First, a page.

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and moths. In the last sort of transformation, the insect, after having arrived at the nymph state, like those before mentioned, does not divest itself of its skin in order to enter into that state, but assumes the'form of a nymph under its ikin, where it continues ihut up, till quitting two skins at once, it comes forth in its persect state. This is the metamorphosis which flies, Ichneumons, EsV, undergo.

Besides these c^anges, insects several times cast; their skins; but this does not happen to them all at the fame time or in the fame way. Some, as spiders, change their skins only once a-year; others as grasshoppers, and the cabbage caterpillars change it four times; and others-even six times. The greater part quit it entirely, but some retain it attached to the extremity of the abdomen, and carry it over their head to desend them from bad weather, or other insects their enemies. This is the case, as Frisch observes, with the Cassida nebulosa. The manner in which they divest themselves of it, varies aiso according to the diversity of specie.0. In some it is rent near the top of the head, and the insect puts it off as one draws off a stocking. In others it is sirst torn under the belly, and they throw it over their head as one does a start. The spoils of many insects preserve exactly the sigure of the animal, which is particularly remarkable in those of spiders. Some of these cast skins, are lined internally with a white membrane much more delicate than the outer one. When thrown off, they are sometimes so contracted as not to retain a third of their former length; at othe' rimes they appear swollen, and discover nothing b the hole through which the insect made its exit, in

; not

When the insect has thrown off its last skiy the pears in the state of'a nymph or chiysali.- reach

1 method • , of are only covers under which the animal is formes and which it preserves till it has taken its natural shape. These nymphs are soft at full,and contain some liquid matter which m time evaporates, and they acquire more consilience j but in general they are very thin and fragile^

. Infects in this state may be divided into two classes. There are some of a conical shape, almost of the figure of a date: others of an angulated form, with (harp corners at the rings and anterior part, and littie elevations at these corners. There is a great diversity in their figure. Without mentioning those that are of the form of a date, some have the appearance of a child in swaddling cloaths laid in a cradle; other* have the face of a man. Others resemble the head of a dog, a cat, a bird, a mouse with its tail, andevenot the Insect itself which is to- proceed from it.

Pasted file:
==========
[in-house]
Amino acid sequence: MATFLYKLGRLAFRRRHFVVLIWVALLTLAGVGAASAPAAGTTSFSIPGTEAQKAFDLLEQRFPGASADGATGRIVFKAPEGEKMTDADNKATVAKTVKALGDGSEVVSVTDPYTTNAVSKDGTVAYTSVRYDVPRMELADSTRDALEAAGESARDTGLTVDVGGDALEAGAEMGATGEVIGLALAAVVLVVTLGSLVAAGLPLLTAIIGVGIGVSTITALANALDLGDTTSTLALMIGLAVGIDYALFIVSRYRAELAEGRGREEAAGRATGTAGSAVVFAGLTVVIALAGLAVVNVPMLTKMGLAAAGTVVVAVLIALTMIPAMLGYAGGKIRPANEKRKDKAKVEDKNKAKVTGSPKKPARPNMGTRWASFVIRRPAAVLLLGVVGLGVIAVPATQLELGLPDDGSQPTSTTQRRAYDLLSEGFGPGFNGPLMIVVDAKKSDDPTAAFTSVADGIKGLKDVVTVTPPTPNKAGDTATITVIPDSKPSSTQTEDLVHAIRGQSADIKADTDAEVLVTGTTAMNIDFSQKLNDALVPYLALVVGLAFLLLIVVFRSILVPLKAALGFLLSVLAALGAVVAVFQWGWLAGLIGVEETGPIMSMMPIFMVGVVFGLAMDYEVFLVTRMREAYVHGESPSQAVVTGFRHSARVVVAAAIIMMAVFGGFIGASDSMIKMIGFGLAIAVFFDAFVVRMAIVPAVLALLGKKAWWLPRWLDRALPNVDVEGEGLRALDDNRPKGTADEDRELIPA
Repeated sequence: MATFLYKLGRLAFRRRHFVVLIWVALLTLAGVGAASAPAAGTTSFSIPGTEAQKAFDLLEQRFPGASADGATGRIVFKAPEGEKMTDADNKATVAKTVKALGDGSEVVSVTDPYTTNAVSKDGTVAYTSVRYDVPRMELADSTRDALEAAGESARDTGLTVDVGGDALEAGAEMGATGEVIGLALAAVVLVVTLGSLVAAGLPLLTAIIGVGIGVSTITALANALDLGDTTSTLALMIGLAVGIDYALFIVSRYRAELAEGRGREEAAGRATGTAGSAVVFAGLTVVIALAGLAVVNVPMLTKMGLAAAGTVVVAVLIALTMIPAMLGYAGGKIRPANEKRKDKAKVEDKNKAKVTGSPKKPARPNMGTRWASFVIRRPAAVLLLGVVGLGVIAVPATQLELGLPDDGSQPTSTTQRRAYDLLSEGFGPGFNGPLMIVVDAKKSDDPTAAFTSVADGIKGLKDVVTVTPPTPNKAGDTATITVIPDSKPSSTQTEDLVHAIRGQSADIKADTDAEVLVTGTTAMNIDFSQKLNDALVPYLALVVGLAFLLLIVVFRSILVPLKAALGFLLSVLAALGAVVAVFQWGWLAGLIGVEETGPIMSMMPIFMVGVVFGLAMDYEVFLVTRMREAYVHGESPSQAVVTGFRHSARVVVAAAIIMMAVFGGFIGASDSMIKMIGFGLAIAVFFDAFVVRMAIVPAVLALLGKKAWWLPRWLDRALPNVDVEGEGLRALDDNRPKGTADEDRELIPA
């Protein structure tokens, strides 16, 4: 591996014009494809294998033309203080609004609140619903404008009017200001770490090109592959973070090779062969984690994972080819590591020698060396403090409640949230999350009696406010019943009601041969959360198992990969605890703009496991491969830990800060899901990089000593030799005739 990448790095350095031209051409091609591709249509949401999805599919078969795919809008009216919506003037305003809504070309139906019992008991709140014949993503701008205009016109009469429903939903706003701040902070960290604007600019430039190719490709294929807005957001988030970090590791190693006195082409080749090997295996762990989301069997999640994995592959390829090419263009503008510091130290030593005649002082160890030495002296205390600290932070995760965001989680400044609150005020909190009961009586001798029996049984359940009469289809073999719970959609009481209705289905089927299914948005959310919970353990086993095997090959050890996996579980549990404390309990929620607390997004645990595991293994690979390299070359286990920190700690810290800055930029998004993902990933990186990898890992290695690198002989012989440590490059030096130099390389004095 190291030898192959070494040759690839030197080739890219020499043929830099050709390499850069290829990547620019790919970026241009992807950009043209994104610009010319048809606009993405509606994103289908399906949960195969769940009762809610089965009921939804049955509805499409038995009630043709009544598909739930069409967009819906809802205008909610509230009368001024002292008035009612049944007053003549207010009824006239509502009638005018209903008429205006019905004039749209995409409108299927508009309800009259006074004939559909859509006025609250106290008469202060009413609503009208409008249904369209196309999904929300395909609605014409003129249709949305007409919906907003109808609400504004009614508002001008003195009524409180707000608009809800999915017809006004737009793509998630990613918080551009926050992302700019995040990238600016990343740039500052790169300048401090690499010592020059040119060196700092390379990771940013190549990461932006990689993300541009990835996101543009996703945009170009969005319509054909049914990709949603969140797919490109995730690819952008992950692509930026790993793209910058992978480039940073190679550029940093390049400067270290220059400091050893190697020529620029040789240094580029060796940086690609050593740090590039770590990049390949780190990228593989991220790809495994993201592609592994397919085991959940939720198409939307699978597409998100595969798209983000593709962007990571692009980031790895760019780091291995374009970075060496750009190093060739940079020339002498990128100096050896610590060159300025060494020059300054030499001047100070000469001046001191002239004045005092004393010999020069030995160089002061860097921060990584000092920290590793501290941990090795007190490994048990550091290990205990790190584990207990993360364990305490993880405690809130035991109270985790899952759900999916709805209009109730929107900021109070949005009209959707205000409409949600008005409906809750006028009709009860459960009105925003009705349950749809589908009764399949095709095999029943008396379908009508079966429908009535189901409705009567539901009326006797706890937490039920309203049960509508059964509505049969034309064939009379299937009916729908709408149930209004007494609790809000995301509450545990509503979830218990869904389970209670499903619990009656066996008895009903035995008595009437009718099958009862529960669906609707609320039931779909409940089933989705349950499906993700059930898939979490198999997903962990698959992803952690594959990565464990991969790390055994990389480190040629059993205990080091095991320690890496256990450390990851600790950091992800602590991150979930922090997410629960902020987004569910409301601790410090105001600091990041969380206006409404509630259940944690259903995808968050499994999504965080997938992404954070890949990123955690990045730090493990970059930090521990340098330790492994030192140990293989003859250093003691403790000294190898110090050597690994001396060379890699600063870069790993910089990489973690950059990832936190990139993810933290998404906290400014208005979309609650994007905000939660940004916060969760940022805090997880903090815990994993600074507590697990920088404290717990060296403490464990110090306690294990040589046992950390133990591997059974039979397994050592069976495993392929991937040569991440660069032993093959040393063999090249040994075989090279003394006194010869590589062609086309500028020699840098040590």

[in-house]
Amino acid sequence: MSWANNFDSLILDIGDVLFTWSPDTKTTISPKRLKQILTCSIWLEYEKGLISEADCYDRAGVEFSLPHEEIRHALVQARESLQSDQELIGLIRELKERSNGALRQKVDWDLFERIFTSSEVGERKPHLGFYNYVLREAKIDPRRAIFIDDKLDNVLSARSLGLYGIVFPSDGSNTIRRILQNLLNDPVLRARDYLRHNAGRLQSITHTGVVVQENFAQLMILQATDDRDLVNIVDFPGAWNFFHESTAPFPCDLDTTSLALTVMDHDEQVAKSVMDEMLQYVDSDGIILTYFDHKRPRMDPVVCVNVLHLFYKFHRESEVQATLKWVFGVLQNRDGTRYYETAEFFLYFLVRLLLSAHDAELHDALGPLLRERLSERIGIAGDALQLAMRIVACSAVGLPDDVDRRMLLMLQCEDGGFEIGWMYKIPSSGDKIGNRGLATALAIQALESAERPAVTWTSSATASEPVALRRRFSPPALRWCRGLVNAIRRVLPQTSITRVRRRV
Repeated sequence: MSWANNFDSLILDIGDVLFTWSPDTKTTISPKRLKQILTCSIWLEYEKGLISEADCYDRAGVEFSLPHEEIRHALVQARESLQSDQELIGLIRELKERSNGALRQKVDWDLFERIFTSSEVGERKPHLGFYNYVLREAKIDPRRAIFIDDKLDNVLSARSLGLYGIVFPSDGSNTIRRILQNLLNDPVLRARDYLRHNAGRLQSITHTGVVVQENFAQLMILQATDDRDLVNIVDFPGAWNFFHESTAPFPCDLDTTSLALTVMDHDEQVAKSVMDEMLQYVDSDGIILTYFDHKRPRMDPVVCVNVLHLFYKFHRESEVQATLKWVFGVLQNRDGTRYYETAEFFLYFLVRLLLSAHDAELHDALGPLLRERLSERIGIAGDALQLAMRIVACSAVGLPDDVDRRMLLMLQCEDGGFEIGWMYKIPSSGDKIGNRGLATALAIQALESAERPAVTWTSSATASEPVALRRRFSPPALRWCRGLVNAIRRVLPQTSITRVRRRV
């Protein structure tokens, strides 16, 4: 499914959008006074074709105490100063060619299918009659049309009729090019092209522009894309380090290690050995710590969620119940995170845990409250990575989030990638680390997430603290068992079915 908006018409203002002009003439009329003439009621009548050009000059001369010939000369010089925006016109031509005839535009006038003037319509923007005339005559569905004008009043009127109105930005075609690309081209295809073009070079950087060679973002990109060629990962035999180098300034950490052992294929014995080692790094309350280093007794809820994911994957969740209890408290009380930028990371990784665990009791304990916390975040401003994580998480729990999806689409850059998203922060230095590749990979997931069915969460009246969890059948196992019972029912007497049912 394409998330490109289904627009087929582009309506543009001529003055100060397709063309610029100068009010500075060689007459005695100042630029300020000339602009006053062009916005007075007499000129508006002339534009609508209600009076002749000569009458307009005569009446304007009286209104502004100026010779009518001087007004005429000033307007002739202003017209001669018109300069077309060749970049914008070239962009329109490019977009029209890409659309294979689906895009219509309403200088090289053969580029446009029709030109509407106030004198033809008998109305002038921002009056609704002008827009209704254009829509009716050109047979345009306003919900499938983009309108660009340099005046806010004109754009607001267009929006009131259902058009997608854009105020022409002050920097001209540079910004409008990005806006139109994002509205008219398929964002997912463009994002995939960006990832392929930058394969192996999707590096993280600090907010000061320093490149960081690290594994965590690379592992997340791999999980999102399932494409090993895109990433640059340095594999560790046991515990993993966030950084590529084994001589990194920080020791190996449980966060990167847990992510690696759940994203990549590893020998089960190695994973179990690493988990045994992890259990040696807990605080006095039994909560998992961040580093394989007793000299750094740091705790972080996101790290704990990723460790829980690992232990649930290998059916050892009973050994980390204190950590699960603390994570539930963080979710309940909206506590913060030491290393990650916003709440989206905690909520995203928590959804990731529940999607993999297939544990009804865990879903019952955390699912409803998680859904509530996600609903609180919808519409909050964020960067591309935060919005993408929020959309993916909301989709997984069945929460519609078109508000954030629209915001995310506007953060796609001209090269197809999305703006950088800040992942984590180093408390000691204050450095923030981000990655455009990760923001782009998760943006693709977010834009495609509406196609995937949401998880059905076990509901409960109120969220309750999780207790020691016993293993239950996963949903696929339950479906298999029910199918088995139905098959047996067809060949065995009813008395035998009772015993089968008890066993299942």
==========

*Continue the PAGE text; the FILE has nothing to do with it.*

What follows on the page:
The limbs of insects are not folded with less art in chryfalids and nymphs than they are in the egg. it is wonderful to fee the artifice with which they are disposed, and the wisdom which has-contrived to* lodge in so small a space, so many different members without hurting them, or producing the least confusion. In some we may perceive externally all the limbs of the animal it encloses; others are so transparent that the insect is easily discoverable upon looking through it: but others must be opened before we ean judge of the insect they contain.

u. Great variety is remarkable, in the colour of* chrytheilids. Brown, yellow, red, green, white, violet and rindeck are the chief; but it must be observed that nymph colours appear in various degrees, and that the lupe different sliades of them may be perceived in state, wnt forts of chryfalids, and in some mingled includes Lmuch art, that the eye is astonished in view-. The ancients imagined that the beauty of


the colours in a chrysalis was a proof of the beauty of the infect it contained; but nothing is more dert ceitful; we might as well fay that the beauty of a cradle was an indication of the beauty 4>f the child that slept in it. Besides, experience teaches us that a plain insect very often issues from a gilded chrysalis, while another with a less specious appearance often produces a very gaudy one.